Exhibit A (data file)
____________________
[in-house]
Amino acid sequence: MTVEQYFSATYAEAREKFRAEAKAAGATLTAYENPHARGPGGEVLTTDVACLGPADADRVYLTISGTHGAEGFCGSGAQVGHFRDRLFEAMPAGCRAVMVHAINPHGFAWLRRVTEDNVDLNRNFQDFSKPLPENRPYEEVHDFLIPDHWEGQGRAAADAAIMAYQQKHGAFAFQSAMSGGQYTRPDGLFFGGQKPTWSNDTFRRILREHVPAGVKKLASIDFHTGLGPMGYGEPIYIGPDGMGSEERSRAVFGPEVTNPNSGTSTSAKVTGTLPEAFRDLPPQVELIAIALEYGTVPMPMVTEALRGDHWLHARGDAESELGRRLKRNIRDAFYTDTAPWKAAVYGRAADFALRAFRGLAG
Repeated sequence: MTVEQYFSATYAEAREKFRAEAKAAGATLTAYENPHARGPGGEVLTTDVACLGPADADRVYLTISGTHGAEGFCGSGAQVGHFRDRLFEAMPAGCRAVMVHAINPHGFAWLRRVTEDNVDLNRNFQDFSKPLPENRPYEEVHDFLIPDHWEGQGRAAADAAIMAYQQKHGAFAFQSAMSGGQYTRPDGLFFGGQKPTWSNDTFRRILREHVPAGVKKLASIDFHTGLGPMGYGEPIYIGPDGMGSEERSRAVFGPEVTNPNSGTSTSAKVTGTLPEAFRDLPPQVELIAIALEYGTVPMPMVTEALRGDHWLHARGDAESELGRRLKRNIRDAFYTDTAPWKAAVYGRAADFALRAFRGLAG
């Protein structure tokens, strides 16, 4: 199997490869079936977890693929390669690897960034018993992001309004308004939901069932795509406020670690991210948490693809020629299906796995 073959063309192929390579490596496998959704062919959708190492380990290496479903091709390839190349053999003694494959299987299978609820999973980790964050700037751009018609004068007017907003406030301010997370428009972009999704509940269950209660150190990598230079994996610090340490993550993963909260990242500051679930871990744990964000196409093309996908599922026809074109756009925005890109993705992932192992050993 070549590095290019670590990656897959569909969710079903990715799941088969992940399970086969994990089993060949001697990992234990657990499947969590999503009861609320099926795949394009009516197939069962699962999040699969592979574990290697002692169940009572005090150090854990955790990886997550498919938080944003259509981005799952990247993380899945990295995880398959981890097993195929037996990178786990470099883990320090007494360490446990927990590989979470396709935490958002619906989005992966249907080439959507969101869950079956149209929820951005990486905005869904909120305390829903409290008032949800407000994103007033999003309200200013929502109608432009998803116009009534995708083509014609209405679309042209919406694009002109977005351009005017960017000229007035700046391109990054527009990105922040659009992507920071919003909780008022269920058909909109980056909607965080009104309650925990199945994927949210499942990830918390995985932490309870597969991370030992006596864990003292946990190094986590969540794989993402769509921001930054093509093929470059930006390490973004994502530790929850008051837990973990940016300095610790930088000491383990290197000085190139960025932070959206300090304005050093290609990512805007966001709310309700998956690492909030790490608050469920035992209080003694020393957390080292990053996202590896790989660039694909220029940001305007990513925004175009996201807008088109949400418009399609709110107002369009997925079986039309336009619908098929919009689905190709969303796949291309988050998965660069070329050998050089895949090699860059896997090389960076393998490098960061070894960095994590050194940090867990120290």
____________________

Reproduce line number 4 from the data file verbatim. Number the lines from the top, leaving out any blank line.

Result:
């Protein structure tokens, strides 16, 4: 199997490869079936977890693929390669690897960034018993992001309004308004939901069932795509406020670690991210948490693809020629299906796995 073959063309192929390579490596496998959704062919959708190492380990290496479903091709390839190349053999003694494959299987299978609820999973980790964050700037751009018609004068007017907003406030301010997370428009972009999704509940269950209660150190990598230079994996610090340490993550993963909260990242500051679930871990744990964000196409093309996908599922026809074109756009925005890109993705992932192992050993 070549590095290019670590990656897959569909969710079903990715799941088969992940399970086969994990089993060949001697990992234990657990499947969590999503009861609320099926795949394009009516197939069962699962999040699969592979574990290697002692169940009572005090150090854990955790990886997550498919938080944003259509981005799952990247993380899945990295995880398959981890097993195929037996990178786990470099883990320090007494360490446990927990590989979470396709935490958002619906989005992966249907080439959507969101869950079956149209929820951005990486905005869904909120305390829903409290008032949800407000994103007033999003309200200013929502109608432009998803116009009534995708083509014609209405679309042209919406694009002109977005351009005017960017000229007035700046391109990054527009990105922040659009992507920071919003909780008022269920058909909109980056909607965080009104309650925990199945994927949210499942990830918390995985932490309870597969991370030992006596864990003292946990190094986590969540794989993402769509921001930054093509093929470059930006390490973004994502530790929850008051837990973990940016300095610790930088000491383990290197000085190139960025932070959206300090304005050093290609990512805007966001709310309700998956690492909030790490608050469920035992209080003694020393957390080292990053996202590896790989660039694909220029940001305007990513925004175009996201807008088109949400418009399609709110107002369009997925079986039309336009619908098929919009689905190709969303796949291309988050998965660069070329050998050089895949090699860059896997090389960076393998490098960061070894960095994590050194940090867990120290």